Dog Spaying and Neutering
Did you know that one unspayed female and all of the subsequent offspring can lead to up to 67,000 more dogs in 6 years! Spaying (female) or neutering (male) your dog not only prevents numerous health and behaviour concerns, but it also helps to minimize the overwhelming issue of pet overpopulation faced in almost every community. Ever wonder what’s involved in your pet’s visit for their spay or neuter? Give us a call; we’d love to talk to you about it!
What does neutering/spaying a dog do?
Spaying or Neutering is the surgical removal of reproductive organs. Removing these organs ensures the pet cannot either impregnate another dog or become pregnant themselves. It can also deter or diminish unwanted behaviours associated with sexual maturity if done at a young enough age.
Why is it important to neuter/spaying my dog?
There are too many dogs to count who are either homeless, in shelters, or euthanized yearly due to pet over-population. Spaying or neutering your pet ensures you are not contributing to this very large, heartbreaking issue. By having this type of surgery performed early enough before sexual maturity you also protect your pet from certain illnesses such as tumours of the reproductive organs and the life-threatening infection, “pyometra”, which can be fatal if not caught and treated soon enough.
How old should a dog be before neutering/spaying?
Currently the general recommendation is to have your dog spayed or neutered before the onset of puberty/sexual maturity. The accepted time frame for this is around 6-7 months of age. There are some veterinarians now who are advocating for larger breed dogs to have this elective surgery performed at a later time (around 1-1.5 years old). Please speak with your veterinarian to determine the best time to have this surgery performed.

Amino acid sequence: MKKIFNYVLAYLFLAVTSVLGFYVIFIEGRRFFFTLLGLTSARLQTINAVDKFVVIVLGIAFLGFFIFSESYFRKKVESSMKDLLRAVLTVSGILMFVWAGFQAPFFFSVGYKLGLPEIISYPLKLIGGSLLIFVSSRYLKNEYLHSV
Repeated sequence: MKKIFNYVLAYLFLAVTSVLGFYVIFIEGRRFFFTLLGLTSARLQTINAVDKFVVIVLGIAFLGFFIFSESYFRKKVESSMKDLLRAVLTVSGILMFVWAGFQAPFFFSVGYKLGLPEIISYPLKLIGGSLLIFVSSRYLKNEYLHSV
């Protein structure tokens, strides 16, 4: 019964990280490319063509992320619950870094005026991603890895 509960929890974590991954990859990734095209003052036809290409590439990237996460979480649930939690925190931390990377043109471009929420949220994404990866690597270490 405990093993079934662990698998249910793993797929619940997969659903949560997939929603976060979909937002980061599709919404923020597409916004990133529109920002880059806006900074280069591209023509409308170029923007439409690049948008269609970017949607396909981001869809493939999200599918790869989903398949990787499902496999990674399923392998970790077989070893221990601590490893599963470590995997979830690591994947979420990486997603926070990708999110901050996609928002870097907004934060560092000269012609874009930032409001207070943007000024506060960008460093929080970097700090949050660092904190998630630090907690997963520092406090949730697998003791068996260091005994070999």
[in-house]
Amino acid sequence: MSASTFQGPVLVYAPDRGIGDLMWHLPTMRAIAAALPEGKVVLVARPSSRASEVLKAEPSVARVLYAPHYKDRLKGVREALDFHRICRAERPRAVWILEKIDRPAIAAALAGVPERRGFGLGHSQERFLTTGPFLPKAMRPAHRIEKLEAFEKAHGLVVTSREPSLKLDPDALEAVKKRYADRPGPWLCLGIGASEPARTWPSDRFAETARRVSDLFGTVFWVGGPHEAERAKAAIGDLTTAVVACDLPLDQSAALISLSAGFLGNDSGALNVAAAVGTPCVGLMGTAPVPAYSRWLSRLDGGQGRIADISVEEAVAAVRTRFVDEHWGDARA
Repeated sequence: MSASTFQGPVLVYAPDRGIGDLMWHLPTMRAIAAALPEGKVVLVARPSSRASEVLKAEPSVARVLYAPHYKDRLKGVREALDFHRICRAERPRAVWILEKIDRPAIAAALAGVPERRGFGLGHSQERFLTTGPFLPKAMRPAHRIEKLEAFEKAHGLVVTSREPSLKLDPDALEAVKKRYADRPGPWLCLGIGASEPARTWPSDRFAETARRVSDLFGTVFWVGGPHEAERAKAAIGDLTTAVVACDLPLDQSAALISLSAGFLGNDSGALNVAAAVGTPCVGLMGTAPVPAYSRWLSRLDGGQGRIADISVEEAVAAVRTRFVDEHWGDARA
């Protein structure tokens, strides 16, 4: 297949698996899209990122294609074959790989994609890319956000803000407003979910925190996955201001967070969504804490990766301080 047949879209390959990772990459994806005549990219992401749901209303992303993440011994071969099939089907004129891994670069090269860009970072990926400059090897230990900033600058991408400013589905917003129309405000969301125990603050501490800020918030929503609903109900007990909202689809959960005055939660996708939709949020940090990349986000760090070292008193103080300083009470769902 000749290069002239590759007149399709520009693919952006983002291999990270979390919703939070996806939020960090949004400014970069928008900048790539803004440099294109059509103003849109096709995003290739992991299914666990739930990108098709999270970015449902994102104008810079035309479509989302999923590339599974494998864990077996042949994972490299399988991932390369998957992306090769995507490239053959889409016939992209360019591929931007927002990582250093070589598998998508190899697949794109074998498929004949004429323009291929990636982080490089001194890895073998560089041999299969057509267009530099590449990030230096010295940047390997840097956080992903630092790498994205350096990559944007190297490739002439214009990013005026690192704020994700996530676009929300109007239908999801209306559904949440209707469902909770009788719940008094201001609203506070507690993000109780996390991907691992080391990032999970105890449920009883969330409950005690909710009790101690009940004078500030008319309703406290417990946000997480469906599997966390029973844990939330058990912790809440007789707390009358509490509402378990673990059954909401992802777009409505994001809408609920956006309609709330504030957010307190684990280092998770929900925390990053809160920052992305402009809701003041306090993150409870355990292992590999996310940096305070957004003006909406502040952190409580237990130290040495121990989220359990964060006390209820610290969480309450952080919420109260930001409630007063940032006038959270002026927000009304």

How much does it cost to neuter/spay a dog?
There are some factors to consider when looking at the cost of spaying or neutering your dog. Straightforward, non-complicated surgeries have a standard cost. Considerations that result in added surgical/anaesthetic time and therefore impact the cost of surgery include age/body condition of pet, if one or both testicle is “hidden” (has not descended into the scrotum yet), and concurrent needs such as repair of an umbilical hernia. All of our pets undergoing procedures requiring anaesthesia receive a complete physical exam before anaesthetics being administered. Intravenous fluid therapy, hands on and equipment based monitoring during surgery, as well as preventive and post-operative pain control is included with your dog’s spay/neuter. We strongly advise that your pet has pre-anaesthetic testing performed in our in-house lab, regardless of age. This testing allows us to do an “internal exam” by assessing organ and blood cell health the morning of surgery. These tests are one more step we can take to make your dog’s anaesthesia/surgery as safe as possible. We are happy to speak with you about your pet’s surgical estimate. Please call Harbour Cities Veterinary Hospital for more information.